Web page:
Hurricane Sam has now intensified into Major Hurricane Sam, with a period of rapid intensification bringing it to a Category 3 status on the Saffir-Simpson hurricane wind scale in a relatively short period of time. The Atlantic hurricane is forecast to get even stronger yet by the meteorologists at the National Hurricane Center in Miami, Florida. Sam is now the 4th major hurricane of the 2021 Atlantic Hurricane Season. Only 7 other years in the satellite era (from 1966 and beyond) have had 4+ major hurricanes by this date: 1969, 1996, 1999, 2004, 2005, 2010 and 2017.
As of the latest advisory, Sam was located roughly 1,095 miles east-southeast of the Northern Leeward Islands. Maximum sustained winds are 120 mph with higher gusts while the pressure has dropped down to 960 mb or 28.35″. The storm is moving to the west-northwest at 10 mph.
The National Hurricane Center is forecast additional strengthening over the next day or so, with Sam becoming a potentially catastrophic category 4 storm by tomorrow. Beyond that, some minor fluctuations in strength are expected over the next five days as Sam spins about over open water. While the storm is moving to the west-northwest now at 10 mph, it is expected to slow down a bit this weekend; it should also turn more to the northwest by Monday.
While Hurricane Sam is powerful, it is rather small. Tropical storm force winds extend out 105 miles from the center; the powerful hurricane force winds only extend about 25 miles out from the center.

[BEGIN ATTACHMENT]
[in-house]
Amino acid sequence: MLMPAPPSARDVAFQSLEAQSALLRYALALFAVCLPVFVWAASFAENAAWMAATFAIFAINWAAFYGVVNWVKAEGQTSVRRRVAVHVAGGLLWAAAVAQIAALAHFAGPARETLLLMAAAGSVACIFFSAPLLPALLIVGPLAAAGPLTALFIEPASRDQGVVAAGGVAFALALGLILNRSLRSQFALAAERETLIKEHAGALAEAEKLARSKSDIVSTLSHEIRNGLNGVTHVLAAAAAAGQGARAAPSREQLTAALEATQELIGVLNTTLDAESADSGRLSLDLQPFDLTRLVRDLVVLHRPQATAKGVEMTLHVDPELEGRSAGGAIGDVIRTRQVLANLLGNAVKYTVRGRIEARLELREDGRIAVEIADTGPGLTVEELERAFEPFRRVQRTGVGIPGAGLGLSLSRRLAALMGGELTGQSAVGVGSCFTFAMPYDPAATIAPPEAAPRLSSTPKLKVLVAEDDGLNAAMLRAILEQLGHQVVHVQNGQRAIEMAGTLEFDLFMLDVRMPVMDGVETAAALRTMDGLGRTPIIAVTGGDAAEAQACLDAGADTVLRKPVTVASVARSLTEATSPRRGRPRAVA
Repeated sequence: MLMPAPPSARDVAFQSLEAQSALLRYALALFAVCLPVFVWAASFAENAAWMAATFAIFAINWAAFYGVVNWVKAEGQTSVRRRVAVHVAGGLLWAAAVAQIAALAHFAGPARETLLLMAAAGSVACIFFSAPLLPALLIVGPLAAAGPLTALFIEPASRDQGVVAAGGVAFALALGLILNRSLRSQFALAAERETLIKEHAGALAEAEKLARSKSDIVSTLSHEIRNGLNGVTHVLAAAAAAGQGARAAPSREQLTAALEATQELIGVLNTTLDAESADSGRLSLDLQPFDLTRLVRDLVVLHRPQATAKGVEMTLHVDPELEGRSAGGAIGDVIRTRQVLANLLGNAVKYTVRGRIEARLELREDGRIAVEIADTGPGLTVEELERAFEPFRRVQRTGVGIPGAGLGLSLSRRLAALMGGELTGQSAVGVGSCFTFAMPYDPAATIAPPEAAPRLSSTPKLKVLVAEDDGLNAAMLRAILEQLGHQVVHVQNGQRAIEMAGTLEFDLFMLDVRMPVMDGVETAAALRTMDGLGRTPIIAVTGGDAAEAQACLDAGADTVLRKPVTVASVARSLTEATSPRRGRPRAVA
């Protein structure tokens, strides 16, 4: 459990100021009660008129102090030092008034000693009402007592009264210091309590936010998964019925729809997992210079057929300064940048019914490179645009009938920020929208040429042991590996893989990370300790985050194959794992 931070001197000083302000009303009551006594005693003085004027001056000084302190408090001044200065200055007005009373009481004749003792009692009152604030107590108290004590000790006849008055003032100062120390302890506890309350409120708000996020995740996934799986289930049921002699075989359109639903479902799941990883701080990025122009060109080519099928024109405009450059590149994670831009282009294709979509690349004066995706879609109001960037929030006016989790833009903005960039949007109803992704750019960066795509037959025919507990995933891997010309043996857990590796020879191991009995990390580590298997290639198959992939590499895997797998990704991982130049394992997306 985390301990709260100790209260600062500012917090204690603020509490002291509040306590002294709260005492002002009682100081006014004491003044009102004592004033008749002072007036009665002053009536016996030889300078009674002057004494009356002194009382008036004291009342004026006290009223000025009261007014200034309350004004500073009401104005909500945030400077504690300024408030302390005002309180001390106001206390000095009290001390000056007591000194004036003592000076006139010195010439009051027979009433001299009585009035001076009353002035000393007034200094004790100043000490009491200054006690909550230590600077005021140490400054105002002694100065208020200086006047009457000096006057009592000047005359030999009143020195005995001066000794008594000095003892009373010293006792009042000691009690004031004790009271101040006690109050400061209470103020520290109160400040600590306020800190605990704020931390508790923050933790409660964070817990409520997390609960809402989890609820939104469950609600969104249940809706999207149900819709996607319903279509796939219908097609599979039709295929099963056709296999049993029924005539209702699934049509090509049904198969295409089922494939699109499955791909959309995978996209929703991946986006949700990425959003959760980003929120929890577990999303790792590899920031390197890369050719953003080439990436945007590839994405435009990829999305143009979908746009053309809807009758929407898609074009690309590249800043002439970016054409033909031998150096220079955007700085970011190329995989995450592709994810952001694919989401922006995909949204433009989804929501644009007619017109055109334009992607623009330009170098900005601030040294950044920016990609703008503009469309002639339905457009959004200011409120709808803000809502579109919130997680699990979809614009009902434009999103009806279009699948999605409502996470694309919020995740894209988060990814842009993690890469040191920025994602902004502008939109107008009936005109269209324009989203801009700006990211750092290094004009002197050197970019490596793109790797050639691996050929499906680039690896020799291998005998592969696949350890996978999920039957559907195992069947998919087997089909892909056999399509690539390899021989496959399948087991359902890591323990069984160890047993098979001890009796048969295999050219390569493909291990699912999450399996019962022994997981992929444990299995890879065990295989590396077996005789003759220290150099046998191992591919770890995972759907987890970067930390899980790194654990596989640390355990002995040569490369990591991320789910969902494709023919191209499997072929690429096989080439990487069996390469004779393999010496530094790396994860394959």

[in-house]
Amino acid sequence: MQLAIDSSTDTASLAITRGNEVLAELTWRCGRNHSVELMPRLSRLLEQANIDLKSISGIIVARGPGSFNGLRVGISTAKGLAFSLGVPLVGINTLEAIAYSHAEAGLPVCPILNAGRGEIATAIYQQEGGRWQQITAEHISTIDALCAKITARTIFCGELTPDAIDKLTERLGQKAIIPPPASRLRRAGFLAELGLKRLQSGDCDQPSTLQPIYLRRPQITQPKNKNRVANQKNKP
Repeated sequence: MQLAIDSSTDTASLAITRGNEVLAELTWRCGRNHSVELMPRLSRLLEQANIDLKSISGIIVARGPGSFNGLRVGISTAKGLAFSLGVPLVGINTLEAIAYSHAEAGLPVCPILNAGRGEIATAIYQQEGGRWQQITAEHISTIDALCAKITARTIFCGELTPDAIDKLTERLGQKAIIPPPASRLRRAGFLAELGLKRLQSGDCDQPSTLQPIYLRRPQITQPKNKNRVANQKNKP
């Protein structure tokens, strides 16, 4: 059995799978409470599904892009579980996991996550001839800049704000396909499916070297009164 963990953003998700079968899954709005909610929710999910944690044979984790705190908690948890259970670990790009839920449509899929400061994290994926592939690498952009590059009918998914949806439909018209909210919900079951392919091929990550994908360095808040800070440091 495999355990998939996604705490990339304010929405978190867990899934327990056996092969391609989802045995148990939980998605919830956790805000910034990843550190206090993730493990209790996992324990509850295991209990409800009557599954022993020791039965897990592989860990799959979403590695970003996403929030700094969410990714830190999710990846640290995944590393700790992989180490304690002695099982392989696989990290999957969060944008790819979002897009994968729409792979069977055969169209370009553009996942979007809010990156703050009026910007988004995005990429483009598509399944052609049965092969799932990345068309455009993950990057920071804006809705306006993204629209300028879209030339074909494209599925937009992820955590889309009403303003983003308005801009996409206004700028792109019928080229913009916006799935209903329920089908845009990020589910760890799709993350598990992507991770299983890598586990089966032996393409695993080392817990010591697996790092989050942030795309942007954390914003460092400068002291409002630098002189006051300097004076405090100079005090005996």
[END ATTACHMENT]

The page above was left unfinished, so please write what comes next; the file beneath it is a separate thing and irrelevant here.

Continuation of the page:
Sam is not expected to interact with any land for at least the next five days; because of that, no watches or warnings have been issued. However, dangerous swells generated by Sam are forecast to reach the Lesser Antilles early next week. These swells could cause life-threatening surf and rip current conditions.
The official 5-day forecast from the National Hurricane Center shows Major Hurricane Sam passing to the north of the Leeward Islands by Thursday. Doubts remain where the system will head beyond that. It appears an extremely complex weather pattern will set-up along the East Coast beyond five days; such a pattern could help either draw the storm in closer to the coast or help deflect it out to sea. The same weather pattern could also help develop other tropical or subtropical cyclones just east of the U.S. East Coast, which could also work in tandem with Sam to steer the storm to or away from the coast. With uncertainty in the extended range, people along the entire U.S. East Coast, the Bahamas, and Bermuda should make sure they have a Hurricane Action Plan and know what to do if it should become necessary to act on it. Such a situation could exist in early October as Sam travels north and west closer to land.